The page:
- The Washington Times - Saturday, July 19, 2008

The Justice Department says it has no record that it told a GOP lobbyist accused of influence-peddling he did not have to register his activities arranging visits to the United States by Central Asian politicians and meetings for them with Bush administration officials.

A government transparency watchdog called Friday for the department to launch an inquiry.

The lobbyist, Stephen Payne, was asked to resign this week from a Department of Homeland Security advisory panel after he was surreptitiously videotaped by the London Sunday Times. In excerpts of the tape posted by the newspaper, Mr. Payne offers to arrange meetings for an exiled former president of Kazakhstan with senior U.S. administration officials in return for a six-figure fee, including a quarter-million-dollar donation to the $200 million fundraising effort for the Bush presidential library and museum.

Mr. Payne, who said he was entrapped by the paper and had done nothing wrong, told United Press International earlier this week that his company, Houston-based Worldwide Strategic Partners Inc., did not have to register as required by the Foreign Agents Registration Act, or FARA, since the work was on behalf of commercial entities, not governments.

“I believe that we are in compliance with FARA regulations,” Mr. Payne wrote in an e-mail. “We did not need to FARA register as the basis for our work was commercial projects in these countries. We checked with the Department of Justice’s FARA division and were informed that we did not need to register for these commercial projects.”

Justice Department spokesman Dean Boyd told UPI the department had seen the report, but had no record of any such advice being sought or given.

He said the FARA Unit “at times receives specific inquiries from the public seeking formal legal opinions, known as ‘Rule 2’ opinions, as to whether legal exemptions may apply to certain activities,” he said. Such “formal, written legal opinion(s)” were produced after a thorough review process in which the requester had to provide details of the planned activities.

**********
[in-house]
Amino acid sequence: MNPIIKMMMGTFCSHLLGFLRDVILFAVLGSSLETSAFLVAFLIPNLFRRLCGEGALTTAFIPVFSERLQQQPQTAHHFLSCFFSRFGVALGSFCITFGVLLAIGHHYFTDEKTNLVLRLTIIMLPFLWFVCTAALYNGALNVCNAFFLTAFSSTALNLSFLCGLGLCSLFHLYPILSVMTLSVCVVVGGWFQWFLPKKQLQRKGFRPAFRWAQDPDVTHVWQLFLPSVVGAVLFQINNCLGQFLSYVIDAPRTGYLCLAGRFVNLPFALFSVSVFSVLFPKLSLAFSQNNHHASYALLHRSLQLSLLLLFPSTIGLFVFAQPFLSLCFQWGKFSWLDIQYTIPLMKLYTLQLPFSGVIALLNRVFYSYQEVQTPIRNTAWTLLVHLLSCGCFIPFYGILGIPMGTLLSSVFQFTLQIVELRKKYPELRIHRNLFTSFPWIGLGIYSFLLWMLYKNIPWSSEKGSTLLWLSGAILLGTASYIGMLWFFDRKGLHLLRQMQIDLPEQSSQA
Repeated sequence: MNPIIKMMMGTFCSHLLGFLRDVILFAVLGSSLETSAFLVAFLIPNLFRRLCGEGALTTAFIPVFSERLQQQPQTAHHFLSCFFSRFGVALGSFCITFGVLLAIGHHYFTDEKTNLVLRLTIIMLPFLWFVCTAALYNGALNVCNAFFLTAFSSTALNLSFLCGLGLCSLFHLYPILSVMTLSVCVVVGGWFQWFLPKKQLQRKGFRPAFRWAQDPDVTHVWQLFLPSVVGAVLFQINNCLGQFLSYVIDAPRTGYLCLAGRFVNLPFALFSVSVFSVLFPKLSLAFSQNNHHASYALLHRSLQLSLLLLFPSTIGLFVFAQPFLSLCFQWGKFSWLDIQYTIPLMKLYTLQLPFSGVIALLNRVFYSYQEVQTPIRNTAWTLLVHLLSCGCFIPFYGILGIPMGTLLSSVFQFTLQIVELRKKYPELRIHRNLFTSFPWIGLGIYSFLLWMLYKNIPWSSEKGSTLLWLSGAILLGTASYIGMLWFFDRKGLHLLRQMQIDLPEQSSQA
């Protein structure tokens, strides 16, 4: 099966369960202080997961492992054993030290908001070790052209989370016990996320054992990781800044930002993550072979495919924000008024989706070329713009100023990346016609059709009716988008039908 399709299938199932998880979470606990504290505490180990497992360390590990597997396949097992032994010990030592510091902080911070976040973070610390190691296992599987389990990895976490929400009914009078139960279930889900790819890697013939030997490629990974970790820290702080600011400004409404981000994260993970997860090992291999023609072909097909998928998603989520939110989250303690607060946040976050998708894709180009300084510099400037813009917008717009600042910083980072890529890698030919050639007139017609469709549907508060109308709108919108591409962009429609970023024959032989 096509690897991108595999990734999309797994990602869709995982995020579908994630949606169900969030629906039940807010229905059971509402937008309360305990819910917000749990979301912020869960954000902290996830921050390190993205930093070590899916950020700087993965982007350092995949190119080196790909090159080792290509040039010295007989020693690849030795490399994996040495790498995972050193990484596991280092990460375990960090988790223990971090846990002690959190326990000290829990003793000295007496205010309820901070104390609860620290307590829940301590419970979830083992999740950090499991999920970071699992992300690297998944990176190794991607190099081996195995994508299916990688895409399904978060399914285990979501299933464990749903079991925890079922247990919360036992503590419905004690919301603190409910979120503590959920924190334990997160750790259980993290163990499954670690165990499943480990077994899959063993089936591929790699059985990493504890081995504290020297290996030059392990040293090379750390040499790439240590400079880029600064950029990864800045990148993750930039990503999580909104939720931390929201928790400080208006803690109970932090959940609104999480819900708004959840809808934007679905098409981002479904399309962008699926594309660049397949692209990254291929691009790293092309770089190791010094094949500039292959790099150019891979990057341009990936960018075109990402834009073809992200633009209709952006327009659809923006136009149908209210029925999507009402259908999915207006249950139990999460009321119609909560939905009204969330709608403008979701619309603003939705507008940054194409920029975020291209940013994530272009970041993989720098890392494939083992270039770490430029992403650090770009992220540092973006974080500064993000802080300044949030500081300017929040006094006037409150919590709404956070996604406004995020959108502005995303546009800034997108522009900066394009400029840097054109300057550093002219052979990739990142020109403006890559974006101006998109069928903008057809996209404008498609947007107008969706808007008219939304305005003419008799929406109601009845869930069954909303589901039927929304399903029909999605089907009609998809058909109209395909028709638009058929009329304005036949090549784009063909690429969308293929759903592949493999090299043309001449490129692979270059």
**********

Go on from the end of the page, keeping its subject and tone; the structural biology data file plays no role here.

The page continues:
“A preliminary search of our records,” Mr. Boyd said, “indicates that the Justice Department’s FARA Unit has issued no written, legal opinion to Worldwide Strategic Partners or to Mr. Payne concerning the activities of Worldwide Strategic Partners.”

In addition, he said, the FARA Unit also gave advice over the phone to the members of the public concerning “general information” on the law. “We continue to search our records to determine whether or not there have ever been any verbal communications between the FARA Unit and Mr. Payne.”

Mr. Payne is already facing an investigation by the House Oversight and Government Reform Committee, chaired by Democratic bulldog Rep. Henry A. Waxman of California.

Promotional materials Mr. Payne provided to an undercover reporter and the Kazakh middleman who set him up touted his work for several Central Asian politicians, including the president of Azerbaijan, and an Uzbek opposition leader.

Citizens for Responsibility and Ethics in Washington - a government transparency watchdog - called Friday for the department to look into the apparent violation, which is a felony under the act.

“It is quite clear this work should have been registered,” the group´s Executive Director Melanie Sloan told UPI. “The Justice Department should launch an immediate investigation.”

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